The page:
Herman had a bag of silver. We had to stop by one of his farms on the way back so he could pay everyone there and he only paid in silver—special Mattole silver coins pressed in Petrolia with a pot leaf on one side and a salmon jumping on the other. Herman was convinced that when the banks failed this would be the only real money, aside from water, so he kept safes full of it in basements on the farm next to pallets stacked with water jugs. The bag was heavy and the sun was on it and the silver sweated inside. I saw Herman walk toward the pitched-over awning of one of the farm buildings and there was a tall man there with uneven eyes smiling like he was dizzy in the heat. I didn’t watch anymore.
When I found Natthip I could barely see him because the plants were so tall, their buds swollen out like anthills and the rich stink of them sweating sour-sweet under the heat of the sun. Fat black wasps hung in the air like drops of syrup. Natthip was sitting cross-legged in the shade of the plants, a bright bud held in the palm of his hand like a jewel. The bud was limned with ruddy hairs which bent the dappled light into a hazy near-blue glow.
“My friend,” Natthip said.
I sat across from him, cross-legged also even though I never regularly sat cross-legged—it was like hiking, something which I thought I wasn’t built for but really I just needed to be shown how. The wasps droned in the air above us.
“Your plants look beautiful,” I said.
Natthp smiled. A light wind kicked through the crop, speckling the leaf-light against our skin and rolling the bud over in Natthip’s palm. He held it up to his eyes and studied its minutia. “Very true,” he said.
“Your plants are like, I don’t know how to say it,” I paused and the sweat climbed out of my pores and laid on my skin and dried, “just like the heavy parts of being something alive—like if you took the sum of this forest and put it in one symbol, especially the lust of it, I mean, the blood and the whatever-you-call it—the transmission of blood. That’s what they are, just spilling out in big green stinking pyramids and the stems hardly even strong enough to hold them.”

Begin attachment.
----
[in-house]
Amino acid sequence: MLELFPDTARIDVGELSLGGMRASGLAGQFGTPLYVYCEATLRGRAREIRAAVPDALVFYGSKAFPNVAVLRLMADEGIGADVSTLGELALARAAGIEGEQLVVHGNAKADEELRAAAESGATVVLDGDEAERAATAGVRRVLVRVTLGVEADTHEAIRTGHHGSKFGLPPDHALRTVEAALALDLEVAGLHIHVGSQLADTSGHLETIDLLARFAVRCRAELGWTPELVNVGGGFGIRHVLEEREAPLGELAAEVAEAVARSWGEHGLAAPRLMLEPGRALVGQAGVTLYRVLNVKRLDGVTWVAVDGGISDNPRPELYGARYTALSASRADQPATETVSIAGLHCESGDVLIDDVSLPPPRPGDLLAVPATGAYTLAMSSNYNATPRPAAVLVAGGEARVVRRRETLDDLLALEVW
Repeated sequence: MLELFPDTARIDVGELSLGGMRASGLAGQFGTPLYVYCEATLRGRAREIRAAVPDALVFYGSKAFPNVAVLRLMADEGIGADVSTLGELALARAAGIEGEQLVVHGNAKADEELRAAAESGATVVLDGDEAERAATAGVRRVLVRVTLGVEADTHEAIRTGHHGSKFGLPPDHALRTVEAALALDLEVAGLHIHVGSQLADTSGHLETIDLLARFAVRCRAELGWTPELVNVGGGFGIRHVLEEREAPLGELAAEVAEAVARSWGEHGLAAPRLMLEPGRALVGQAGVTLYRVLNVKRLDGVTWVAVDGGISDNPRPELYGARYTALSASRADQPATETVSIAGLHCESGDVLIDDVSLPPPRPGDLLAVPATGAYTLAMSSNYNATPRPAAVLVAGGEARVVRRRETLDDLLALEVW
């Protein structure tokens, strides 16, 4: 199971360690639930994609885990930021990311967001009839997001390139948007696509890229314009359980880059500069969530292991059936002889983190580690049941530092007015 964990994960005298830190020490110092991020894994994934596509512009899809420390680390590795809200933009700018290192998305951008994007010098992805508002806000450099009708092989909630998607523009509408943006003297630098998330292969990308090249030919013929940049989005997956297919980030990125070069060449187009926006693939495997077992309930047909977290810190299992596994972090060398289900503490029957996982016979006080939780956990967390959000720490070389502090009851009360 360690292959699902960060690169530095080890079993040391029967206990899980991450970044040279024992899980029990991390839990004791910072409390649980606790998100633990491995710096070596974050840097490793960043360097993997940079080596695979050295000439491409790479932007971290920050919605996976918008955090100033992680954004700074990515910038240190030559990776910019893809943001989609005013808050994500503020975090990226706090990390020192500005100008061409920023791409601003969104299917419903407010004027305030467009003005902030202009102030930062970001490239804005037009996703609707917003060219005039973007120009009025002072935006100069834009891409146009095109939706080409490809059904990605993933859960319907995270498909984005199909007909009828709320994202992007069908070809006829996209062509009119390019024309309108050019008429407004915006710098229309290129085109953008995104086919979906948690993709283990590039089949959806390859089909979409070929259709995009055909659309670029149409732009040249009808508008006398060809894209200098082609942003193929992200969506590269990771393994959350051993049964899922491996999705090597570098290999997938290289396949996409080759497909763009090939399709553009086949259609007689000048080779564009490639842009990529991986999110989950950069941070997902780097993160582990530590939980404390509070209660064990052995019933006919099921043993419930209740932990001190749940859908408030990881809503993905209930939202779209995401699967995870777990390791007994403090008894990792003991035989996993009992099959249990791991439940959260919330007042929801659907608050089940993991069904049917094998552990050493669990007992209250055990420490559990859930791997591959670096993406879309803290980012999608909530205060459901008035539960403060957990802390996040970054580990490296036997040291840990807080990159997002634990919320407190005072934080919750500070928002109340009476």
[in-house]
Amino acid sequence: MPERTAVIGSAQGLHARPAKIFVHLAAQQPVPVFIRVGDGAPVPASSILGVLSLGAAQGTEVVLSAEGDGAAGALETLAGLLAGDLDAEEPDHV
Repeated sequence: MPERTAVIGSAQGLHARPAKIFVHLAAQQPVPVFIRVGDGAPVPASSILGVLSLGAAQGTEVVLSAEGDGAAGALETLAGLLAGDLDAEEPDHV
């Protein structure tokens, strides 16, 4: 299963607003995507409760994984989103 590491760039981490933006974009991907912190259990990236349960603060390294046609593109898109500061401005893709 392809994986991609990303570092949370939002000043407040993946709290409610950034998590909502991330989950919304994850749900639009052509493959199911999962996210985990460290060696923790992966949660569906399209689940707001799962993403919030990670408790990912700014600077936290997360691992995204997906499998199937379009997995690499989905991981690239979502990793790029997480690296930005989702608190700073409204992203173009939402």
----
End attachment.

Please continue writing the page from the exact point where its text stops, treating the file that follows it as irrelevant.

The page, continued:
Natthip kept smiling. For some reason the wasps’ droning seemed to get louder, growing into a distinct, oscillating hum. “Very true,” he repeated. He offered me the bud and I took it, balancing it the same way as he had, in the center of the valley of my palm. I studied it but I didn’t know exactly what he’d been looking at. I just saw a bright ball of tangling light, a hungry, half-burst thing wanting nothing more than to rub its broken body against the world and be scraped apart into smoke and shards and thereby seed all skin and soil with its cataclysmic germ.
“You out there?” Natthip pointed toward the distant mountains. A wasp landed on one of the buds, bowing it ever so slightly.
I looked away from the bud in my palm to where he was pointing. “Oh,” I said. “Yeah. Camping.”
“To sleep?” He smiled.
“Um, okay. To sleep.”
Another wind rolled through the plants, bouncing them back and forth on their fruit-strained stems. “To sleep in the sweet dead arms of the world,” he said.
“Where did you hear that?” I asked. My palm had begun to sweat where the bud was sitting. One of the wasps flew over it lazily.
He shook his head. “You see Monkey Ghost?” he asked, fixing his eyes on me.
I closed my fingers over the bud and brought it to my nose and smelled it. The wasps now seemed unnaturally loud. I wasn’t sure if I was hearing them right or if maybe I was dizzy from the heat. My mind was sinking somewhere else that wasn’t here and I couldn’t hold onto it in the same way that I have never been able to hold onto things and there are special moments in which I feel the slipping, like I have a brother and we are fighting a war together but when he gets shot I can’t hold him up because the mud on his body is too slick and he falls no matter what I do he just slides down the hillside with a dead gracelessness into a pile of corpses skewed across tangling brush—all the people that I have let fall away. “No,” I said finally, leaning my head back into the sun. A dark shadow cut across the sky.
“My friend.” Natthip was standing now, still smiling but his eyes wide and urgent. His hand was outstretched.